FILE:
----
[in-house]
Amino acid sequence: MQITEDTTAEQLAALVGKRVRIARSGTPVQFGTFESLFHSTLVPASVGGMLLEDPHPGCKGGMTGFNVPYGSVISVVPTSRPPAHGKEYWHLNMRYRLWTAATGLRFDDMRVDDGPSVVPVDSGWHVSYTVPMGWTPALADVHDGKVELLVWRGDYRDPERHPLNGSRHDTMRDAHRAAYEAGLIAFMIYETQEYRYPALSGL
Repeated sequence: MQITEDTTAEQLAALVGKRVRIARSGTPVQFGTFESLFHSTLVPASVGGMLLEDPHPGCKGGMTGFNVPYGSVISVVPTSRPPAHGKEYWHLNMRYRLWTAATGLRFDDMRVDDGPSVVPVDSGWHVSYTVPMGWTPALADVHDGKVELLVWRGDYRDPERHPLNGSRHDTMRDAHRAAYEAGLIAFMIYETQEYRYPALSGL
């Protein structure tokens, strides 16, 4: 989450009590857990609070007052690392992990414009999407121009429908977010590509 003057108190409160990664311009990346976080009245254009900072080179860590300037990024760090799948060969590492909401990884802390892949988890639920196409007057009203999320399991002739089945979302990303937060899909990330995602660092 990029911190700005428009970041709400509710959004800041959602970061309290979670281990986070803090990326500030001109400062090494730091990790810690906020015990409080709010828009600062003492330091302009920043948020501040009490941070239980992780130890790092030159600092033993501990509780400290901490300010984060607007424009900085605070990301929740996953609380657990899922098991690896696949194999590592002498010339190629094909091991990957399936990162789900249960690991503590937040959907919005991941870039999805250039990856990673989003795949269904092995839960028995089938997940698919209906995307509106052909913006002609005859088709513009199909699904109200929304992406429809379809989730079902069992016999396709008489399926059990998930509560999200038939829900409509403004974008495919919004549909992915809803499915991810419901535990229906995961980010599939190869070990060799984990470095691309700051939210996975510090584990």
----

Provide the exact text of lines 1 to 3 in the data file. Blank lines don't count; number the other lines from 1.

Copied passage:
[in-house]
Amino acid sequence: MQITEDTTAEQLAALVGKRVRIARSGTPVQFGTFESLFHSTLVPASVGGMLLEDPHPGCKGGMTGFNVPYGSVISVVPTSRPPAHGKEYWHLNMRYRLWTAATGLRFDDMRVDDGPSVVPVDSGWHVSYTVPMGWTPALADVHDGKVELLVWRGDYRDPERHPLNGSRHDTMRDAHRAAYEAGLIAFMIYETQEYRYPALSGL
Repeated sequence: MQITEDTTAEQLAALVGKRVRIARSGTPVQFGTFESLFHSTLVPASVGGMLLEDPHPGCKGGMTGFNVPYGSVISVVPTSRPPAHGKEYWHLNMRYRLWTAATGLRFDDMRVDDGPSVVPVDSGWHVSYTVPMGWTPALADVHDGKVELLVWRGDYRDPERHPLNGSRHDTMRDAHRAAYEAGLIAFMIYETQEYRYPALSGL